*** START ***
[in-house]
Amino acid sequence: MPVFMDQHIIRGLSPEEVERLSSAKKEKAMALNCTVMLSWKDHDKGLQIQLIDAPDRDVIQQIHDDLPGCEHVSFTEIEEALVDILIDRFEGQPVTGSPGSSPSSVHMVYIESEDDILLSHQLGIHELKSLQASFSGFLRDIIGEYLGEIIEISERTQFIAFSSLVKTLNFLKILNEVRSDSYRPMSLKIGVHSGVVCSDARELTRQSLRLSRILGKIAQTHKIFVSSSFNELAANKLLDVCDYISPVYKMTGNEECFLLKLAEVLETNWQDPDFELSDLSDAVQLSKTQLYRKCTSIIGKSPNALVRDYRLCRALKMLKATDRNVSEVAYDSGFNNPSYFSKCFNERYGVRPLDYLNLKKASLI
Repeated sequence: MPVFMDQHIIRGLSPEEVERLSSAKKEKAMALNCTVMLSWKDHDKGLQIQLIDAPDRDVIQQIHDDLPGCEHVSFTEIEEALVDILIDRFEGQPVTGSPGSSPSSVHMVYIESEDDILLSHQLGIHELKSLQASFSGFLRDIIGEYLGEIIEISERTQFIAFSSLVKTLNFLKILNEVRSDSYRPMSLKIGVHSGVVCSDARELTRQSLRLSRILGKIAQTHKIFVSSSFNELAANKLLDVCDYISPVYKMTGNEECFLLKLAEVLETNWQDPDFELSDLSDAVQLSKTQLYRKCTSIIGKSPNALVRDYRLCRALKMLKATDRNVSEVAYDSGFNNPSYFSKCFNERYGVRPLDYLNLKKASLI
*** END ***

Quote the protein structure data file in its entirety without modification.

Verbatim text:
[in-house]
Amino acid sequence: MPVFMDQHIIRGLSPEEVERLSSAKKEKAMALNCTVMLSWKDHDKGLQIQLIDAPDRDVIQQIHDDLPGCEHVSFTEIEEALVDILIDRFEGQPVTGSPGSSPSSVHMVYIESEDDILLSHQLGIHELKSLQASFSGFLRDIIGEYLGEIIEISERTQFIAFSSLVKTLNFLKILNEVRSDSYRPMSLKIGVHSGVVCSDARELTRQSLRLSRILGKIAQTHKIFVSSSFNELAANKLLDVCDYISPVYKMTGNEECFLLKLAEVLETNWQDPDFELSDLSDAVQLSKTQLYRKCTSIIGKSPNALVRDYRLCRALKMLKATDRNVSEVAYDSGFNNPSYFSKCFNERYGVRPLDYLNLKKASLI
Repeated sequence: MPVFMDQHIIRGLSPEEVERLSSAKKEKAMALNCTVMLSWKDHDKGLQIQLIDAPDRDVIQQIHDDLPGCEHVSFTEIEEALVDILIDRFEGQPVTGSPGSSPSSVHMVYIESEDDILLSHQLGIHELKSLQASFSGFLRDIIGEYLGEIIEISERTQFIAFSSLVKTLNFLKILNEVRSDSYRPMSLKIGVHSGVVCSDARELTRQSLRLSRILGKIAQTHKIFVSSSFNELAANKLLDVCDYISPVYKMTGNEECFLLKLAEVLETNWQDPDFELSDLSDAVQLSKTQLYRKCTSIIGKSPNALVRDYRLCRALKMLKATDRNVSEVAYDSGFNNPSYFSKCFNERYGVRPLDYLNLKKASLI